The extraordinary story of Maya, the Jewish woman who was raised as the daughter of a Hamas sheikh, and other Jewish women who were rescued from Arab villages by Yad L’Achim, will be aired in Queens next week.

The video, including dramatic footage of Jewish women in Arab villages and during their harrowing rescues, will be aired in Forest Hills at the Queens Jewish Center on Sunday, June 23, and in Kew Garden Hills at Yeshivah Ohel Simcha on Monday, June 24. Doors open at 7:30 p.m. The program is for women and is restricted to older teens and adults, due to the subject matter.

Rabbi Dovid Goldwasser will give a talk on “Protecting Yourself and Your Children in Today’s World,” to be followed by a question-and-answer session.

Maya was born to a Moroccan mother who had run away from her dysfunctional home and lived on the streets before meeting and marrying an Arab who promised to treat her like a queen. But once she became his wife and agreed to move to his village, the promises were forgotten. After Maya’s birth, when the abuse became unbearable, her mother ran away from the village with her daughter and placed Maya, then 4, with a foster family.

“It was a secular Jewish family that hated Arabs,” Maya recalls. “I didn’t speak any Hebrew, only Arabic, and so they hated me. At school, every time I got into a fight, the kids would call me ‘Arab.’”

Not surprisingly, Maya felt more Arab than Jewish, and at 14 asked her social worker to arrange a meeting with her real parents. She learned that her mother, incredibly, had married another Arab and wasn’t interested in meeting her. But her father, a Hamas sheikh, wanted to reunite.

“That first meeting was so exciting,” she recalls. “My father brought along my uncles and grandparents and cousins, who were happy to see me. I thought, ‘Why should I stay with a foster family that doesn’t accept me when I have a loving family of my own?’”

Once she moved back to the village, she made a sincere effort to fit in as a practicing Arab, asking her father for a tutor to teach her the Koran. “Then I turned 15 and my father said I should marry a cousin, who was 22.”

Finally, Maya decided to make a break for it. With the help of a sympathetic uncle, she managed to escape to Jerusalem, where she contacted her mother–who wanted nothing to do with her. Having nowhere else to go, Maya lived in a cave in Jerusalem’s Ramot neighborhood. “I lived there for more than a year, stealing clothes off clotheslines and eating bread and milk that were delivered to neighborhood grocery stores at dawn.” She met a group of young “street people,” one of whom told a social worker about her. The social worker found Maya in the cave, and arranged for her to stay in a facility for homeless youths.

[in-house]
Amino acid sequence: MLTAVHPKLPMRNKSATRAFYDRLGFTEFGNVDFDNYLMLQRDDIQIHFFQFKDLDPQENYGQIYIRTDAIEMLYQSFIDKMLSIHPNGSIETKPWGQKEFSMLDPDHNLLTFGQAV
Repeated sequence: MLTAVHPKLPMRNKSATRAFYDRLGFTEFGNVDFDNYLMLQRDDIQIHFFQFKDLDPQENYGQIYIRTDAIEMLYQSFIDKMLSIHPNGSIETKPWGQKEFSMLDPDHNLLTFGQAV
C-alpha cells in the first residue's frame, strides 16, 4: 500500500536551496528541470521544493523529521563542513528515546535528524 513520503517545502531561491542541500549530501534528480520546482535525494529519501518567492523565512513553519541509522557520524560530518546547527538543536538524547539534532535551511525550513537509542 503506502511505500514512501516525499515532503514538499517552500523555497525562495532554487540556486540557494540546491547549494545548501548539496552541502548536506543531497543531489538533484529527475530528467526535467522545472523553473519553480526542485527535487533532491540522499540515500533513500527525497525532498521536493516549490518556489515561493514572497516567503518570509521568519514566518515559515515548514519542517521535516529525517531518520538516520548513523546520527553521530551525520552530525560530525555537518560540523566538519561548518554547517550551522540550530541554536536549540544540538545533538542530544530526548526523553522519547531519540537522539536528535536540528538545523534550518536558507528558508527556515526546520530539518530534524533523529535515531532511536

“It was erev Yom Kippur, and some boys in the next room were playing a tape of Rav Amnon Yitzchak [Israel’s leading outreach activist]. I banged on the wall and yelled at them to turn it down, as I wanted to sleep. They convinced me to come and listen, and Rav Amnon Yitzchak was speaking of the way Jewish husbands treat their wives. I was so moved, when I compared it to what I had been through; I wanted to learn more.

“The boy said I could come with him to Kol Nidrei, but I would need more-modest clothing. We went knocking on doors of religious homes, and he would ask the woman of the house if she had a spare blouse, skirt. This is how I got clothes for Yom Kippur.”

Once she was properly dressed, Maya went with her new friend to the Kotel to mark her first Yom Kippur. Looking from the top of the stairs that overlook the Kotel plaza, her breath was taken away. “I could see the mosque on Har Habayit, where I had come as an Arab, and below it the Kotel, where I wanted to be as a Jew.

“I was so overwhelmed with gratitude to Hakadosh Baruch Hu for giving me this chance. I thought, ‘If He could engineer my miraculous escape and make it possible for me to return to Judaism, then I wanted to do His will, and bring Him joy. I felt that I had been given my life as a gift and I was determined to do teshuvah even if it was difficult.”

Maya, who now has a beautiful family of her own–a husband who learns, and young children–is paying back her “debt” by working for Yad L’Achim, rescuing other girls in her situation and helping to rehabilitate them. She lectures at schools across Israel to alert girls to the dangers and prevent them from falling into the trap.

One letter, from the staff at students at Ulpanat “Reut,” reveals Maya’s impact on the students. “It’s difficult to describe the emotions we felt on hearing your moving story. Your heartfelt words penetrated our students’ hearts, and they now understand how important it is to take extreme care before entering into relationships with men. Hearing your story gave them an insight into the difficulties that arise in marriage between Jews and Arabs.”

Next week’s special presentations will give you a frightening glimpse into how far Jewish girls can fall, and inspire you to believe in the power of teshuvah and the ability of even the most broken Jewish women to rebuild their lives and reach lofty spiritual highs. v


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